Yesterday, I talked about the importance of creativity in jurisdictional advantage. Clearly, communities need to understand the factors and forced that make their location a desirable place for economic activity. Some of those forces are internal – the creativity and entrepreneurship resident in the community. Others are external. And like a company’s competitive advantage, jurisdictional advantage can (and does) shift.
An example of that shift can be seen in two case studies – both of which focus on energy costs and regulation.
The first is about an aluminum plant in central Maryland — just north of Washington DC – “The Power of Rising Energy Prices”:
For 35 years, the aluminum plant surrounded by fields of soybeans and corn in Frederick County has provided high-paying, reliable jobs that lured workers from faraway states.
. . .
Years ago, when companies chose locations to build aluminum plants, they did it to be close to the country’s lowest-cost power providers. Eastalco long relied on cheap power provided by the Allegheny generating facilities that are close to cheap coal.
But with deregulation and nation-wide marketing of electricity, the price is the national price – not based on nearby resources:
If the market were still regulated, the company said, the price it pays would be more closely related to the price of coal, the dominant fuel for Allegheny’s plants. But the company said that the PJM market establishes prices that are more heavily pegged to the price of natural gas. The most expensive unit of electrical generation, the company said, is used to determine the market rate. And that price is typically for power generated with natural gas, whose costs have increased much more rapidly than coal’s.
So, with the disappearance of cheap local electricity, the plant is in trouble.
The second is the opposite set of regulations – an area that thought it would thrive because of cheap local power but was forced to export that electricity: the Columbia River basin. Tech Firms Go Mining for Megawatts:
There is cheap electricity here and lots of it. That is because the Columbia, the premier hydroelectric river in North America, flows nearby. Three publicly owned, local utilities own five large dams on the river, and they produce much more electricity than the sparse local population can use. With power prices soaring, the three utilities have become the hydroelectric emirates of the Pacific Northwest.
Until now, they have been obligated under 50-year-old contracts to sell about two-thirds of their power — without profit — to major utilities serving millions of people in Seattle, Tacoma and Portland. The arrangement helped keep monthly electric bills in the Northwest far below the national average.
Those old contracts, though, are expiring — a development that will help push up residential electricity rates across the region. And the mid-Columbia utilities are scurrying to sell their newly unleashed power to the corporate giants of the Internet — if they are willing to plant “server farms” in two-stop-light towns such as Quincy.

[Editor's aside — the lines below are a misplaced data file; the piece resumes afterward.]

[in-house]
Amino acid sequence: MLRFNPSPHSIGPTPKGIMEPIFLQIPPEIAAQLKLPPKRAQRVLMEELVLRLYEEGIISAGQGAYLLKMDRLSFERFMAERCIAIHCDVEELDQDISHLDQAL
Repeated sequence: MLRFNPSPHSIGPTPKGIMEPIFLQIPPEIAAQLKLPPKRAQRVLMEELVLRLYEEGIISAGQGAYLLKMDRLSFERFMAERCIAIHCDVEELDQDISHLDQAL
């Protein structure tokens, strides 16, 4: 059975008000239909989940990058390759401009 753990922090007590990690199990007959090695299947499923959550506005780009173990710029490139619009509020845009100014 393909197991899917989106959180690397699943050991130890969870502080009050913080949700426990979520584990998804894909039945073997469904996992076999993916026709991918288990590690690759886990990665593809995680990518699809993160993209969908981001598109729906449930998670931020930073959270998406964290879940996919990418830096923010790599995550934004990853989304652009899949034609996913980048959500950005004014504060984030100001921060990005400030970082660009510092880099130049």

They do seem uncommonly eager.
Out in the bean field, Microsoft is rushing to complete what it says will be the largest data center it has ever built. It is scheduled to go online in February. Downstream in The Dalles, Ore., Google is building a data center that will go online within the next year and is reported by local officials to be scouring the region looking for other sites. Upstream in Wenatchee, Wash., Yahoo is expected to go online with another data center in the fall and is in negotiations for still others.
This was the original promise. The promoter of the Grand Coulee dam (local newspaper publisher Rufus Woods
boasted noisily in the pages of his newspaper that electricity from the dams would lure major industry to Wenatchee and the Columbia Basin. But the federal government broke his heart by stringing wires across the Northwest and setting up rules requiring dams to sell most electricity at a postage stamp rate, meaning that power had to cost the same in Wenatchee as it did hundreds of miles away in Seattle, Tacoma or Portland.
Although farming in the Columbia Basin boomed, thanks to irrigation water diverted by Grand Coulee, major industry, for the most part, ignored Wenatchee and towns such as Quincy for most of the past seven decades.
Companies could get plenty of cheap power in Seattle and Portland without having to build in the boondocks — until now.
In both cases, external forces are shifting the communities’ advantages – one positive and one negative. Those external forces may not be under the communities’ control, but the internal forces will determine how each community copes with the changes.
In his paper, Why the Garden Club Couldn’t Save Youngstown, Sean Safford talks about the social and political infrastructure needed for a community to respond to an economic shift. In this case, why Allentown was able to successfully respond to the shift and Youngstown was not. Often referred to as “capacity building,” this institutional infrastructure is just as important a jurisdictional advantage as cheap electricity or a skilled workforce.
It is also the most intangible of intangible assets – one that is often defined more by its absence and not considered until too late. Capacity building should be at the top of our economic development concerns. Unfortunately, it is not as sexy as luring the next plant or setting up a high-tech oriented partnership. But it is the foundation of all that other work – and we need to start treating it as such.